AMMAN, Jordan (AP) -- About $2 billion in urgent aid is needed this year to alleviate the suffering of the most vulnerable victims of Yemen's civil war, or about 10 million of the country's 27 million people, the resident U.N. humanitarian chief said Tuesday.
The Arab world's poorest country has been in the grip of a civil war since 2014, when Shiite Houthi rebels and allied forces swept down from the north and captured the capital, Sanaa. A Saudi-led coalition has been helping government forces battle the rebels for nearly two years.
"Yemen faces a dramatically bad future" without the needed aid, Jamie McGoldrick, head of the Office for the Coordination of Humanitarian Affairs in Yemen, told The Associated Press.
Last year's appeal for $1.8 billion in aid for Yemen's most vulnerable, then about 8.6 million people, was only 60 percent funded, he said.
"I don't think this is enough, given that Yemen is a very critical emergency on the global stage," he said in an interview in Jordan. "I don't think it has gotten the (appropriate) attention. It has almost been a secret, a hidden emergency, and I think that is unfortunate, it's unfair."
McGoldrick said the Yemen aid appeal for 2017 will be launched early next month in Geneva.
Meanwhile, his agency is trying to get a better estimate of how many have died as a result of the conflict, both directly and indirectly, he said.
On Monday, McGoldrick told a news conference in Yemen that the civilian death toll of the war has reached 10,000.
He said Tuesday that he believes even this estimate is low.
McGoldrick said a previous figure of 7,400 deaths was based on reporting from the health facilities that still function in Yemen, or about half the number that operated before the war. As a result, data collection has been incomplete, he said.
"When you speak to activists and you speak to others on the ground, they say that even the figures we quoted yesterday (Monday) are far underreporting" the death toll, he added.
In addition, many more are indirect victims of the conflict, including those who suffer from chronic diseases, including high blood pressure and diabetes, and are unable to get treatment, McGoldrick said. For example, a cancer clinic in Sanaa that used to treat 30,000 patients has closed, he said. Inevitably, those suffering from chronic disease "will die sooner than they should," he said.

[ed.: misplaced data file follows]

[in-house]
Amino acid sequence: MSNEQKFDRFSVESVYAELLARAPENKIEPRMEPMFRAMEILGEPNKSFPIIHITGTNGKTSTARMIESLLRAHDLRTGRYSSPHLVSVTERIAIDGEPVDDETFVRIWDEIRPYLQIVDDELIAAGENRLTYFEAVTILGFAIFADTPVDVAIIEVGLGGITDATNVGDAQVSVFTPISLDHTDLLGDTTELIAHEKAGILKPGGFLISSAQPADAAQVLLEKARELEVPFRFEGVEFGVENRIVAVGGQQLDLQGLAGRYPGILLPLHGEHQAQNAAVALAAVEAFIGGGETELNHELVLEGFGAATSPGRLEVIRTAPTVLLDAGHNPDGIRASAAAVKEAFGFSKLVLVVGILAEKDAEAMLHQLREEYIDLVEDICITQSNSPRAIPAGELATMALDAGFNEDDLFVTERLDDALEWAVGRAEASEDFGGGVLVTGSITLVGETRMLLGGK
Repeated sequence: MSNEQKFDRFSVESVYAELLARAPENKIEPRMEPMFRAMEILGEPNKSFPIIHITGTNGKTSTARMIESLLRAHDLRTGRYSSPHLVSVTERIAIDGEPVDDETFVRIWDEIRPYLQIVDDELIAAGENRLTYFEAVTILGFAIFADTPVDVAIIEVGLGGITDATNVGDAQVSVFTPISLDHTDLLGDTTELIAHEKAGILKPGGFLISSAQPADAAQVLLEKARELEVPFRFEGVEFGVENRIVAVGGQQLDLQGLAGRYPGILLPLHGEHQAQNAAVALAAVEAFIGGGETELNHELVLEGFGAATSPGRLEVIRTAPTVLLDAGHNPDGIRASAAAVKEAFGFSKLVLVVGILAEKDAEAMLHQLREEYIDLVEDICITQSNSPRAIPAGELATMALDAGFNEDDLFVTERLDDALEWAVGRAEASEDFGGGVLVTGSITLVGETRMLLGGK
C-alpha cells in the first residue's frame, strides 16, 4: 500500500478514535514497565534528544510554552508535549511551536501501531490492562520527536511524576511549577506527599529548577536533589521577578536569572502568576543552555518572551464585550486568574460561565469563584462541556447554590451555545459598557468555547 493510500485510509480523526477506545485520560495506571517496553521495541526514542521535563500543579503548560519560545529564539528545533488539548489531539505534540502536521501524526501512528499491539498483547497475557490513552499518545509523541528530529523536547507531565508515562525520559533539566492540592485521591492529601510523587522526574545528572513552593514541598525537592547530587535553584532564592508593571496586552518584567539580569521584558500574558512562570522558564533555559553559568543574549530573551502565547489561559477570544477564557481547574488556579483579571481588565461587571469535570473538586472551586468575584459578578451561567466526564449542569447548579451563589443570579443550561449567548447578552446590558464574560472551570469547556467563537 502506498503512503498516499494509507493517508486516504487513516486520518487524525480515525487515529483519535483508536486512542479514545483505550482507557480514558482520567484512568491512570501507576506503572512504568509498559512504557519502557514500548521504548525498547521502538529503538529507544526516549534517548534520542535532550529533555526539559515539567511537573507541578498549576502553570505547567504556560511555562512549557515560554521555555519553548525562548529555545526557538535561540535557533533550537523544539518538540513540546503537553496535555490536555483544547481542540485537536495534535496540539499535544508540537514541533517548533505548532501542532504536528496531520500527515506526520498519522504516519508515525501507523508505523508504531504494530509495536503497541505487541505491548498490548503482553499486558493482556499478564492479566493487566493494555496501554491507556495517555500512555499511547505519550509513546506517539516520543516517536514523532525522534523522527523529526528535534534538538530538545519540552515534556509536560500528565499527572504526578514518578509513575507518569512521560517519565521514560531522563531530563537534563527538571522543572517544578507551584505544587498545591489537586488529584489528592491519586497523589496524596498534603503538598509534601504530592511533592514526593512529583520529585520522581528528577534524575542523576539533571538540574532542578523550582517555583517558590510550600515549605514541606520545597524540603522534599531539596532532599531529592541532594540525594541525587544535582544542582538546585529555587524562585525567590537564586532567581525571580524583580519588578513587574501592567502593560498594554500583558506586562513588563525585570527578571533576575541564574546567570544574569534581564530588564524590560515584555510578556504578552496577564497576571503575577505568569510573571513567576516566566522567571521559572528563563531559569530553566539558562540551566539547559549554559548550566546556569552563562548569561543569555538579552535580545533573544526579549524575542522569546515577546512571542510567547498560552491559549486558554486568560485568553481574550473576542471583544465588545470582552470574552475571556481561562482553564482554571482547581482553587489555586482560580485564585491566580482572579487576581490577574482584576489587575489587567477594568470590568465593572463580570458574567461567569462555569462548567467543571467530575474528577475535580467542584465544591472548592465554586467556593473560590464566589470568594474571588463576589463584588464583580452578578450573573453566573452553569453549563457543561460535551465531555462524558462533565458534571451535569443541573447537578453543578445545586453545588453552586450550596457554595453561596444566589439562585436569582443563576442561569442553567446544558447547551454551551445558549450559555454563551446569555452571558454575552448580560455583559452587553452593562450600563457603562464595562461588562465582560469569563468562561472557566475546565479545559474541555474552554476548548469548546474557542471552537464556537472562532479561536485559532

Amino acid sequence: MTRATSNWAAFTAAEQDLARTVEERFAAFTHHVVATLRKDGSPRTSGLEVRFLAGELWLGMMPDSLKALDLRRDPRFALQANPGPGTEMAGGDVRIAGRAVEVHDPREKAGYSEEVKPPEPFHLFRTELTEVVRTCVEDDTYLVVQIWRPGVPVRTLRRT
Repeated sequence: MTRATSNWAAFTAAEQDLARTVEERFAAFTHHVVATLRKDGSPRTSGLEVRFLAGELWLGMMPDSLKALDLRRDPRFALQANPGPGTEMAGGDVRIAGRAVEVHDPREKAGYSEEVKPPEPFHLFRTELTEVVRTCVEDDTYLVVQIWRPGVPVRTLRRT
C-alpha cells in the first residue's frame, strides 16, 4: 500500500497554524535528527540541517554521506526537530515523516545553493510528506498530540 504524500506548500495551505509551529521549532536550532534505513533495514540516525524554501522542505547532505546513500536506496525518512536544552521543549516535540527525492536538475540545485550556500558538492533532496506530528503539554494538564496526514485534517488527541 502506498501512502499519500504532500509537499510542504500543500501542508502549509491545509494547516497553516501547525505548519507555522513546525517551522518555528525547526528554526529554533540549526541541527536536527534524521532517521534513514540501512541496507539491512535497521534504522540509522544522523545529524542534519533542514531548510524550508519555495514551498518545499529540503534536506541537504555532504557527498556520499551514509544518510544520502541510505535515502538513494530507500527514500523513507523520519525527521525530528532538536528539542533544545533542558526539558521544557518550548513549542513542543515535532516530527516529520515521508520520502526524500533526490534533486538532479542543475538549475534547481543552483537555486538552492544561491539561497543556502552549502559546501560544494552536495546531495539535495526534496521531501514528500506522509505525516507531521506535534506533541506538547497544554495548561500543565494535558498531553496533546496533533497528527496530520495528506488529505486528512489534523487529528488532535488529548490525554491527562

He also noted that more than 400,000 children under the age of five suffer from malnutrition, raising serious concern about their development and Yemen's future.
In fighting Tuesday, a rocket fired by Houthi rebels killed six civilians, including women and children, when it hit an area in the southern Taiz province, security officials said. The strike that also destroyed three old houses was part of broader fighting around the central city, Yemen's cultural capital.
Clashes between rebels and forces loyal to President Abed Rabbo Mansour Hadi have killed 23 Houthis and 17 troops over the past two days, said the officials who spoke on condition of anonymity because they were not authorized to brief reporters.
A Saudi-led coalition has waged an extensive air campaign since March 2015 aimed at restoring Hadi's government. The northern region remains under Houthi control.
Associated Press writer Ahmed al-Haj in Sanaa, Yemen, contributed reporting.